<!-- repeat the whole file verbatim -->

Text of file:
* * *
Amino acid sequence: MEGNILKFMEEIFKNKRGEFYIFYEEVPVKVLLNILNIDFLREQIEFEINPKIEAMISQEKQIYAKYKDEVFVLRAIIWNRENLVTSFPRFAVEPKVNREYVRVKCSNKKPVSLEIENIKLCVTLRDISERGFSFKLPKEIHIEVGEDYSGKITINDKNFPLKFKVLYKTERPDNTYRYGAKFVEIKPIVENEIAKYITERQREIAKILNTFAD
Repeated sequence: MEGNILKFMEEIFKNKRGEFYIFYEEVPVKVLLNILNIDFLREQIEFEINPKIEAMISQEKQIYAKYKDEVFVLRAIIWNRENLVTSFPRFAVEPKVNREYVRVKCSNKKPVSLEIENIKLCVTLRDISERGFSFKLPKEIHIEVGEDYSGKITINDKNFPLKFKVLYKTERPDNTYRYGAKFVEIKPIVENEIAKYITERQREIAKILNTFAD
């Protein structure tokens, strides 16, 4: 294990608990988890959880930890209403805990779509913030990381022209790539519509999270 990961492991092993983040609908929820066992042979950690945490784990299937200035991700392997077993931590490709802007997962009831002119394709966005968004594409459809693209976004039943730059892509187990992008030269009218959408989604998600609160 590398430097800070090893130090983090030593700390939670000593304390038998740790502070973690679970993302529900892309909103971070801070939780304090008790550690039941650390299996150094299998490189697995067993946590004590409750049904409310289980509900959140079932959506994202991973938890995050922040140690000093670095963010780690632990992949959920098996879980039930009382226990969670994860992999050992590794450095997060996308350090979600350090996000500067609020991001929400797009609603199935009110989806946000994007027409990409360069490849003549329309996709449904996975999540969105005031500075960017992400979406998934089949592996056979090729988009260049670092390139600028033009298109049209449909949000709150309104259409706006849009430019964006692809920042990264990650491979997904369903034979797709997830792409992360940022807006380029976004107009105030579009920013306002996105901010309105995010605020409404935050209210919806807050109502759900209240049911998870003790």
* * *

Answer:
Amino acid sequence: MEGNILKFMEEIFKNKRGEFYIFYEEVPVKVLLNILNIDFLREQIEFEINPKIEAMISQEKQIYAKYKDEVFVLRAIIWNRENLVTSFPRFAVEPKVNREYVRVKCSNKKPVSLEIENIKLCVTLRDISERGFSFKLPKEIHIEVGEDYSGKITINDKNFPLKFKVLYKTERPDNTYRYGAKFVEIKPIVENEIAKYITERQREIAKILNTFAD
Repeated sequence: MEGNILKFMEEIFKNKRGEFYIFYEEVPVKVLLNILNIDFLREQIEFEINPKIEAMISQEKQIYAKYKDEVFVLRAIIWNRENLVTSFPRFAVEPKVNREYVRVKCSNKKPVSLEIENIKLCVTLRDISERGFSFKLPKEIHIEVGEDYSGKITINDKNFPLKFKVLYKTERPDNTYRYGAKFVEIKPIVENEIAKYITERQREIAKILNTFAD
């Protein structure tokens, strides 16, 4: 294990608990988890959880930890209403805990779509913030990381022209790539519509999270 990961492991092993983040609908929820066992042979950690945490784990299937200035991700392997077993931590490709802007997962009831002119394709966005968004594409459809693209976004039943730059892509187990992008030269009218959408989604998600609160 590398430097800070090893130090983090030593700390939670000593304390038998740790502070973690679970993302529900892309909103971070801070939780304090008790550690039941650390299996150094299998490189697995067993946590004590409750049904409310289980509900959140079932959506994202991973938890995050922040140690000093670095963010780690632990992949959920098996879980039930009382226990969670994860992999050992590794450095997060996308350090979600350090996000500067609020991001929400797009609603199935009110989806946000994007027409990409360069490849003549329309996709449904996975999540969105005031500075960017992400979406998934089949592996056979090729988009260049670092390139600028033009298109049209449909949000709150309104259409706006849009430019964006692809920042990264990650491979997904369903034979797709997830792409992360940022807006380029976004107009105030579009920013306002996105901010309105995010605020409404935050209210919806807050109502759900209240049911998870003790």